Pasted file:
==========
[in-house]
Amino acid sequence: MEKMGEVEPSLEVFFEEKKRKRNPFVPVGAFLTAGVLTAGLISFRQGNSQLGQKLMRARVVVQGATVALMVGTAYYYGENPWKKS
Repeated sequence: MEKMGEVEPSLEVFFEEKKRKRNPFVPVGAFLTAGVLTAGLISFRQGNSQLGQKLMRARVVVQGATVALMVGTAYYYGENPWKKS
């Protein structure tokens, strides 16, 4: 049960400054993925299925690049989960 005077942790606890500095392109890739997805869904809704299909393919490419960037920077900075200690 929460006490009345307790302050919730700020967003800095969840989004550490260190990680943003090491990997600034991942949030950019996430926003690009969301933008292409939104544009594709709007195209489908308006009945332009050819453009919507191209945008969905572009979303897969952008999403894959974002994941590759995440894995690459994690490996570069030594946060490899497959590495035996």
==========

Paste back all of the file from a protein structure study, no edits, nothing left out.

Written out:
[in-house]
Amino acid sequence: MEKMGEVEPSLEVFFEEKKRKRNPFVPVGAFLTAGVLTAGLISFRQGNSQLGQKLMRARVVVQGATVALMVGTAYYYGENPWKKS
Repeated sequence: MEKMGEVEPSLEVFFEEKKRKRNPFVPVGAFLTAGVLTAGLISFRQGNSQLGQKLMRARVVVQGATVALMVGTAYYYGENPWKKS
């Protein structure tokens, strides 16, 4: 049960400054993925299925690049989960 005077942790606890500095392109890739997805869904809704299909393919490419960037920077900075200690 929460006490009345307790302050919730700020967003800095969840989004550490260190990680943003090491990997600034991942949030950019996430926003690009969301933008292409939104544009594709709007195209489908308006009945332009050819453009919507191209945008969905572009979303897969952008999403894959974002994941590759995440894995690459994690490996570069030594946060490899497959590495035996």